If the clip ring and connector bodies are not manufactured to exacting tolerances, the clip ring can slip away from its circular groove when axial pressure is applied to the pin. This problem tends to particularly affect certain miniature connectors.
This invention results from an attempt to find a solution to the aforesaid shortcomings of the prior art electrical connectors.
The principal and secondary objects of this invention are to provide a clip ring for securing a shaft, pin, or other similar parts into a circular channel in a removable, yet reliably stable, manner while using relatively broad manufacturing tolerances; and more specifically, to provide a clip ring that has both a compressibly variable circumference as well as compressibly variable thickness.
These and other valuable objects are achieved by a clip ring that combines a resiliently compressible cicular body and obliquely and outwardly projecting resilient fins. In a first embodiment of the invention, the ring has a first inner tubular layer, and an outer peripheral layer having obliquely and outwardly bent resilient projections. This type of clip ring is particularly adapted for removably mounting terminal pins in miniature electrical connectors.
FIG. 1 is a cross-sectional view of a connector pin attachment of the prior art;
FIG. 2 is a front elevational view of a clip ring of the prior art;
FIG. 3 is a top plan view of a sheet metal portion used to manufacture the improved clip ring;
FIG. 4 is a top plan view of that folded portion;
FIG. 5 is a cross-sectional view taken along line 5—5 of FIG. 4;
FIG. 6 is a front elevational view of the novel clip ring prior to finger deployment;
FIG. 7 is a side elevational view of the finished novel clip ring installed in a connector cavity;
FIG. 8 is a top plan view of a sheet metal portion used to manufacture an alternate embodiment of the clip ring;
FIG. 9 is a perspective view of said alternate embodiment;
FIG. 10 is a front elevational view thereof; and
FIG. 11 is a cross-sectional view taken along line 11—11 of FIG. 10.
These preferred embodiments of the clip ring are specifically designed to be mounted on a contact pin for a so-called D-type subminiature coaxial connector, which pin has an outer diameter in the order of approximately 3.8 millimeters (0.15 inch).
Referring now to FIGS. 3-11 of the drawing, the manufacture and structure of the preferred embodiments of the improved clip ring will now be described. In a first embodiment, illustrated in FIGS. 1-7, the entire clip ring is manufactured from a quadrangular sheet metal section 10 of stainless steel or beryllium-copper alloy with approximate dimensions of 1.2 centimeters in length (0.47 inches), 0.5 centimeters in width (0.2 inch), and a thickness of 0.2 millimeters (0.008 inch). A first indentation 11 is cut along one longitudinal side of the section 10 in alignment with the median latitudinal axis X-X′. The indentation extends nearly to the median longitudial axis Y-Y′. Two additional indentations 12 with symmetrical widths and parallel to the first indentation 11 are also cut about 0.3 centimeters (0.13 inch) on either side of the first indentation 11 as illustrated in FIG. 3.
The section 10 of stainless steel is folded about its longitudinal median axis Y-Y′ as shown in FIGS. 4 and 5. The resulting structure 13 is then longitudinally and permanently bent into a near tubular shape 14 leaving a gap 15 of approximately 20 degrees. At this point, the structure resembles a conventional clip ring with a circumferential resiliency illustrated by arrows 16.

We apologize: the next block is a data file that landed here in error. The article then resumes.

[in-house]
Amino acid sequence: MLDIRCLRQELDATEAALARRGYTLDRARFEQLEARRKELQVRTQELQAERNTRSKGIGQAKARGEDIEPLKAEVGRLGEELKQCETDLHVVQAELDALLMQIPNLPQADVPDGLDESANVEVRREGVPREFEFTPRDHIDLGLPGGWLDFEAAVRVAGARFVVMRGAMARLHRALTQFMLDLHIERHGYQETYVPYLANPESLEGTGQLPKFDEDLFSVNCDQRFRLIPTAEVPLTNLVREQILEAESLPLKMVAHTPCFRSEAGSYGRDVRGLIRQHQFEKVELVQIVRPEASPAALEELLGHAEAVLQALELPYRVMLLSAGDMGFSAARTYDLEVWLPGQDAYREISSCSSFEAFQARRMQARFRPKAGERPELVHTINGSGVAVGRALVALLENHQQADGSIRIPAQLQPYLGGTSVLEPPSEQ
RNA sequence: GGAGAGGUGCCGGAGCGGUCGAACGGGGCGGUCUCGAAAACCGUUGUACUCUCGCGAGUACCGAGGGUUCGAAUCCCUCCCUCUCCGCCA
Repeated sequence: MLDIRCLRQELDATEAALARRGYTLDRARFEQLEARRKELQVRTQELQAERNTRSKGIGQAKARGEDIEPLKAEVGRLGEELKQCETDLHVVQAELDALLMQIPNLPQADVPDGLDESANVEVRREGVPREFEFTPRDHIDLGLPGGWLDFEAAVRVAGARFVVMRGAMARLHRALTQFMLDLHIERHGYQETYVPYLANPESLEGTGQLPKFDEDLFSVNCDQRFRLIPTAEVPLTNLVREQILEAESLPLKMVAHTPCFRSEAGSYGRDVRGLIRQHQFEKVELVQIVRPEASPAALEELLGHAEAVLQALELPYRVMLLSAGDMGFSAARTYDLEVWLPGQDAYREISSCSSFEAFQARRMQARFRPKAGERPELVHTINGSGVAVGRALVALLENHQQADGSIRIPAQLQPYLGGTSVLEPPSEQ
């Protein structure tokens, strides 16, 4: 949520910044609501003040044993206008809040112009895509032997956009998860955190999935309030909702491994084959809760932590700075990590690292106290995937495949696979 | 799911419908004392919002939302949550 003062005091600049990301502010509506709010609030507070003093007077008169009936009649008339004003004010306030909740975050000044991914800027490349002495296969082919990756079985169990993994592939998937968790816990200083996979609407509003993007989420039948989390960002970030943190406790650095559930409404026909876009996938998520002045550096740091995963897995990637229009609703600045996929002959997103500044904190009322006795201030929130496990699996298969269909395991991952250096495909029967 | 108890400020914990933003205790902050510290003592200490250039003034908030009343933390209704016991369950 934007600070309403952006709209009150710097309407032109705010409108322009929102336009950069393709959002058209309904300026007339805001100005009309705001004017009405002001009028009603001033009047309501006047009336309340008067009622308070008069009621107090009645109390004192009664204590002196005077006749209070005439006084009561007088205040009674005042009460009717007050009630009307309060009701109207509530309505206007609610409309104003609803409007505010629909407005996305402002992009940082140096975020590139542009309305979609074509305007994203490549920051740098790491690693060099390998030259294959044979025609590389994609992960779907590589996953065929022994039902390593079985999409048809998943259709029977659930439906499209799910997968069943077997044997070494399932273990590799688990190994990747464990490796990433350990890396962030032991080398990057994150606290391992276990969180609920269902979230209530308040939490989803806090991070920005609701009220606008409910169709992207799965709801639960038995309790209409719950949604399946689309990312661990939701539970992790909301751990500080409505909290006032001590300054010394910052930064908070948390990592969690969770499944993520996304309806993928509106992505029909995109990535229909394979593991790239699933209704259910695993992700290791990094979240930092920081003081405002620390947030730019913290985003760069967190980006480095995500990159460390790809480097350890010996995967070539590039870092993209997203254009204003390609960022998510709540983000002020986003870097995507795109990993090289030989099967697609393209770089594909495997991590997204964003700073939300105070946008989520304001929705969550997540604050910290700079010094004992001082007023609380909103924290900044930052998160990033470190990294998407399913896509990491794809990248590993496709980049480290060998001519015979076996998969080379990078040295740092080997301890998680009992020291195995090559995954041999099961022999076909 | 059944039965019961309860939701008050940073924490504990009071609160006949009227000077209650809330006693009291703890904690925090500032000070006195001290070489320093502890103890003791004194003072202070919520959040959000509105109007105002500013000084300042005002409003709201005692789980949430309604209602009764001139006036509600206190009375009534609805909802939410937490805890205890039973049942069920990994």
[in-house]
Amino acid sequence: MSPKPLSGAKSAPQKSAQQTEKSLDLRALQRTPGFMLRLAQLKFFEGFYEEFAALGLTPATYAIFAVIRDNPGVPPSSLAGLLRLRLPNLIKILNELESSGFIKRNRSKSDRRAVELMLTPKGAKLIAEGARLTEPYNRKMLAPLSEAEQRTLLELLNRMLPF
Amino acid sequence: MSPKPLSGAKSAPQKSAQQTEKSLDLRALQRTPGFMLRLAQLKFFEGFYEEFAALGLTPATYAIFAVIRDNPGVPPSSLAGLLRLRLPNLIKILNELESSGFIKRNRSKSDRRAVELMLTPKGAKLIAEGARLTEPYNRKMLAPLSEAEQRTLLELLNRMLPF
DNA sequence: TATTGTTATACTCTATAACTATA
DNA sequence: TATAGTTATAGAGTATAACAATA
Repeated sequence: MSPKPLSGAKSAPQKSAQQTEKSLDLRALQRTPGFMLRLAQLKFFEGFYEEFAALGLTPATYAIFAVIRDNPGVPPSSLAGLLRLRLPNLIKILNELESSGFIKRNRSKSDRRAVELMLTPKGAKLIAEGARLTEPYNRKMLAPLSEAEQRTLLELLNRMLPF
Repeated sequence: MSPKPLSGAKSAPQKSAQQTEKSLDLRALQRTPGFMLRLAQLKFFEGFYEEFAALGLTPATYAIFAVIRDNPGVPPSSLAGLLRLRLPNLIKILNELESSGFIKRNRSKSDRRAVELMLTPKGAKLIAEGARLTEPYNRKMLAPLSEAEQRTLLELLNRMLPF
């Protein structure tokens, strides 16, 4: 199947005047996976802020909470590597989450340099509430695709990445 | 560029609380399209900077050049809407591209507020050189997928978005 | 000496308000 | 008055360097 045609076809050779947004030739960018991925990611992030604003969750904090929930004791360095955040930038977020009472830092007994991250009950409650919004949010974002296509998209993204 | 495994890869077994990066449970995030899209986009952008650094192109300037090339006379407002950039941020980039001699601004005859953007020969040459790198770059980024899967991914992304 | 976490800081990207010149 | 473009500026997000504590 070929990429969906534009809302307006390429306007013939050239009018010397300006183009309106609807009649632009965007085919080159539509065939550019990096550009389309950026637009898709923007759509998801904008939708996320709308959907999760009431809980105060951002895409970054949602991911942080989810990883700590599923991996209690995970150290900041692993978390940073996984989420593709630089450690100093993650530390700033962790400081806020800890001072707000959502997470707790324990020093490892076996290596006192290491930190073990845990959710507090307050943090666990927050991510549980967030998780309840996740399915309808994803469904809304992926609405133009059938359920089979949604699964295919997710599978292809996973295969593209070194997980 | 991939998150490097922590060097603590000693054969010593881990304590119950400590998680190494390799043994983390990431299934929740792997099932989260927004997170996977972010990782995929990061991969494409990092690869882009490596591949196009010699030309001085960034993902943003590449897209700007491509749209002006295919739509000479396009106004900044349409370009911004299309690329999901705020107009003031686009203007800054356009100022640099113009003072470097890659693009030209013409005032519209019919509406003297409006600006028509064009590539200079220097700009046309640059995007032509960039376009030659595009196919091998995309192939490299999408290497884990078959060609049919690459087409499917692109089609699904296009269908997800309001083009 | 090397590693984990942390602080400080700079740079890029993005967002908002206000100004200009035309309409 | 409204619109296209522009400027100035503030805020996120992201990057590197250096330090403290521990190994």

The clip ring is distinguished from the prior art by the fact that it now includes an inner ring layer 17 and a concentric, discontinuous outer ring layer 18 joined at a front end. The distinct segments 19 of the outer ring layer 18 which are delineated by the indentations 11-12 and the gap 15 are then bent obliquely and permanently outwardly to an angle of approximately 20 degrees to form flaring and resiliently compressible fingers or fins 24.
As illustrated in FIG. 7, when such a clip ring 20 mounted in a circular depression 21 of a pin or shaft 22 encounters a commensurate circular groove 23 practiced in a circular channel having the diameter slightly larger than the diameter of the pin or shaft, the circumferencially and radially compressed ring expands and the fingers 24 project into the circular groove 23 to provide a firm and stable immobilization of the shaft or pin. In other words, the movement of the fingers 24 provide a resilient augmentation of the ring thickness that combines with the circumferential resiliency of the ring about gap 15 to greatly augment the overall expansion of the ring and consequently allow more liberal tolerance in its fabrication.
In the alternate embodiment of the invention illustrated in FIGS. 8-11, the clip ring 25 is manufactured from a quadrangular sheet metal section 26 of stainless steel or beryllium-copper alloy with approximate dimensions of 1.08 centimeters in length (0.425 inches), 0.25 centimeters in width (0.1 inch), and a thickness of 0.2 millimeters (0.008 inch). Pairs of parallel indentations 27-32 are cut along one longitudinal side 33 of the section 26 astride the median latitudinal axis X-X′. Indentations within a pair are separated by a distance S of about 0.5 millimeters (0.02 inches); and a distance T of 3.5 millimeters (0.14 inches) separates adjacent pairs of indentations. The indentations extend to within 0.5 millimeters (0.02 inch) of the opposite longitudinal side 34.
The section 26 of metal is permanently bent into a near tubular shape leaving a gap 35 of approximately 3 degrees. At this point, the structure resembles a conventional clip ring with some circumferential resiliency.
The distinct largest segments 36 which are delineated by the indentations are then bent obliquely and permanently outwardly to an angle of approximately 20 degrees to/from flaring and resiliently compressible fingers or fins similar in shape and function to those of the first described embodiment.
While the preferred embodiments of the invention have been described, modifications can be made and other embodiments may be devised without departing from the spirit of the invention and the scope of the appended claims.